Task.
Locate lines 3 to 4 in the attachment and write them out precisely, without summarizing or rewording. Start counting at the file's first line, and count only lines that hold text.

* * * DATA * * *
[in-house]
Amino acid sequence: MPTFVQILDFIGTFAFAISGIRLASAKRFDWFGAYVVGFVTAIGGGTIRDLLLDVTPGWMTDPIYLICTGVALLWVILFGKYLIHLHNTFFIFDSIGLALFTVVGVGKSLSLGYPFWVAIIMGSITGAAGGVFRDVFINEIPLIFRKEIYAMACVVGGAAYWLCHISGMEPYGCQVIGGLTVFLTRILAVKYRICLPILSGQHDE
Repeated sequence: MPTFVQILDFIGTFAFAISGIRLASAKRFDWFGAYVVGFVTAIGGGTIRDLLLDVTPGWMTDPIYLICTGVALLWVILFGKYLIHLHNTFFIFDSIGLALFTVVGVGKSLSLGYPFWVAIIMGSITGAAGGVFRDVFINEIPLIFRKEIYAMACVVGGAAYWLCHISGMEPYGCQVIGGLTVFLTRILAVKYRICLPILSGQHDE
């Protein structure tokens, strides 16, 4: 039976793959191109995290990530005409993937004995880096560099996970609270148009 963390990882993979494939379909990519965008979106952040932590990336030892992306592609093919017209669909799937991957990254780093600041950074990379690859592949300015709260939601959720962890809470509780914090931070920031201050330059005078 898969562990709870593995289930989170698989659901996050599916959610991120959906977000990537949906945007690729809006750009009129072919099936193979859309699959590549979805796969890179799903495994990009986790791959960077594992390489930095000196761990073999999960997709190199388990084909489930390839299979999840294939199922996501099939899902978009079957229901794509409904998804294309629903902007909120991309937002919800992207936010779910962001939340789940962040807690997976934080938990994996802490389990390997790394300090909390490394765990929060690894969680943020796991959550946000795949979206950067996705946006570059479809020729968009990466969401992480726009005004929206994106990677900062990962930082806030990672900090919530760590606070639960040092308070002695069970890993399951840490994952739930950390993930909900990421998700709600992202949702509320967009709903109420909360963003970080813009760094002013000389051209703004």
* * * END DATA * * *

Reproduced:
Repeated sequence: MPTFVQILDFIGTFAFAISGIRLASAKRFDWFGAYVVGFVTAIGGGTIRDLLLDVTPGWMTDPIYLICTGVALLWVILFGKYLIHLHNTFFIFDSIGLALFTVVGVGKSLSLGYPFWVAIIMGSITGAAGGVFRDVFINEIPLIFRKEIYAMACVVGGAAYWLCHISGMEPYGCQVIGGLTVFLTRILAVKYRICLPILSGQHDE
């Protein structure tokens, strides 16, 4: 039976793959191109995290990530005409993937004995880096560099996970609270148009 963390990882993979494939379909990519965008979106952040932590990336030892992306592609093919017209669909799937991957990254780093600041950074990379690859592949300015709260939601959720962890809470509780914090931070920031201050330059005078 898969562990709870593995289930989170698989659901996050599916959610991120959906977000990537949906945007690729809006750009009129072919099936193979859309699959590549979805796969890179799903495994990009986790791959960077594992390489930095000196761990073999999960997709190199388990084909489930390839299979999840294939199922996501099939899902978009079957229901794509409904998804294309629903902007909120991309937002919800992207936010779910962001939340789940962040807690997976934080938990994996802490389990390997790394300090909390490394765990929060690894969680943020796991959550946000795949979206950067996705946006570059479809020729968009990466969401992480726009005004929206994106990677900062990962930082806030990672900090919530760590606070639960040092308070002695069970890993399951840490994952739930950390993930909900990421998700709600992202949702509320967009709903109420909360963003970080813009760094002013000389051209703004």